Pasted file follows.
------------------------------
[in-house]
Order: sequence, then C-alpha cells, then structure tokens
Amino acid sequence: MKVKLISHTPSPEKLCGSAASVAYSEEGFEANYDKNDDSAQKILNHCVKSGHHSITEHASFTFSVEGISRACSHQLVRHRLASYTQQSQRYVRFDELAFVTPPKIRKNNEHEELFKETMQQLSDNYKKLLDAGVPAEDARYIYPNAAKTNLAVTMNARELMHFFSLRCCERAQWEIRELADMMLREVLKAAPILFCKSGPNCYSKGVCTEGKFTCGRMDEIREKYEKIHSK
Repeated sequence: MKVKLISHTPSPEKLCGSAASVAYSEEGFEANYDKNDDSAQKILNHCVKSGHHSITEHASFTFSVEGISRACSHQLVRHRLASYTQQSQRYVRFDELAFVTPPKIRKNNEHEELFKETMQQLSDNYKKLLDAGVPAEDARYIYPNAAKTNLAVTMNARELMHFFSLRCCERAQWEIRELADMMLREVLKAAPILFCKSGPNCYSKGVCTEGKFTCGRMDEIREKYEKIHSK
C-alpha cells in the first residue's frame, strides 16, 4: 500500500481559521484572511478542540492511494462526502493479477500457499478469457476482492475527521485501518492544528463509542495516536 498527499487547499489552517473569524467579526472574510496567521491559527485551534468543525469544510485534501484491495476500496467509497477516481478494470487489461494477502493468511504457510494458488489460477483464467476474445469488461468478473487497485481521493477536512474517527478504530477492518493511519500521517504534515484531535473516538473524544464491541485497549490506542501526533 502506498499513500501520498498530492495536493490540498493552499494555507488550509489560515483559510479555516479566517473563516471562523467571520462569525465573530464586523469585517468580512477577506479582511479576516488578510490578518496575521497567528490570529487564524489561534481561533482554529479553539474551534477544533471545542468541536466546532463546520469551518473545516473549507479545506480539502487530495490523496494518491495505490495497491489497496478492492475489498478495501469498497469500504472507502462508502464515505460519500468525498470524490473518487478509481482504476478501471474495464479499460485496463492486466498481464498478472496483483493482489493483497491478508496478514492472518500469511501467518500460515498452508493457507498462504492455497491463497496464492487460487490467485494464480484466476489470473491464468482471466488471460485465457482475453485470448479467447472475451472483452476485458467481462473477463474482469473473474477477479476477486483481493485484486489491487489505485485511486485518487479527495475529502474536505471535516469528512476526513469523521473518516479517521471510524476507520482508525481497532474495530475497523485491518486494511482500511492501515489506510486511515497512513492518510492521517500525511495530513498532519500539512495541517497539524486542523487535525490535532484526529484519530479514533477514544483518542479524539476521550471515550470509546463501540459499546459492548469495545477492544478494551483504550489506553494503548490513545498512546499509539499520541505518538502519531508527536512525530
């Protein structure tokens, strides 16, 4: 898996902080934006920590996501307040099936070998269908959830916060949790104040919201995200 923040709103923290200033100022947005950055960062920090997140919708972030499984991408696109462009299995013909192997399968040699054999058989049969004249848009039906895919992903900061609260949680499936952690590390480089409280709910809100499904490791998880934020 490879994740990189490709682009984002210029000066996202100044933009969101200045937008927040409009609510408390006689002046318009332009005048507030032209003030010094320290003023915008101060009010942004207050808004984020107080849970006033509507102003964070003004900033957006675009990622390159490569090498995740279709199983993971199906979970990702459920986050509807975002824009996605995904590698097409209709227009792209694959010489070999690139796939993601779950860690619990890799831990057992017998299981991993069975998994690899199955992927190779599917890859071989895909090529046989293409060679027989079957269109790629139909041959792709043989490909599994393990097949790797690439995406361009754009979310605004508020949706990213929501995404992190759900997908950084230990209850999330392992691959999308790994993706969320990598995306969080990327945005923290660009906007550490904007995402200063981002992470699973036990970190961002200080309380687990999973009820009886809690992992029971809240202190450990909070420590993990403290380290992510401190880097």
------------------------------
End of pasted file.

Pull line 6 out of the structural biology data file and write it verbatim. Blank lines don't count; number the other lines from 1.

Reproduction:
């Protein structure tokens, strides 16, 4: 898996902080934006920590996501307040099936070998269908959830916060949790104040919201995200 923040709103923290200033100022947005950055960062920090997140919708972030499984991408696109462009299995013909192997399968040699054999058989049969004249848009039906895919992903900061609260949680499936952690590390480089409280709910809100499904490791998880934020 490879994740990189490709682009984002210029000066996202100044933009969101200045937008927040409009609510408390006689002046318009332009005048507030032209003030010094320290003023915008101060009010942004207050808004984020107080849970006033509507102003964070003004900033957006675009990622390159490569090498995740279709199983993971199906979970990702459920986050509807975002824009996605995904590698097409209709227009792209694959010489070999690139796939993601779950860690619990890799831990057992017998299981991993069975998994690899199955992927190779599917890859071989895909090529046989293409060679027989079957269109790629139909041959792709043989490909599994393990097949790797690439995406361009754009979310605004508020949706990213929501995404992190759900997908950084230990209850999330392992691959999308790994993706969320990598995306969080990327945005923290660009906007550490904007995402200063981002992470699973036990970190961002200080309380687990999973009820009886809690992992029971809240202190450990909070420590993990403290380290992510401190880097």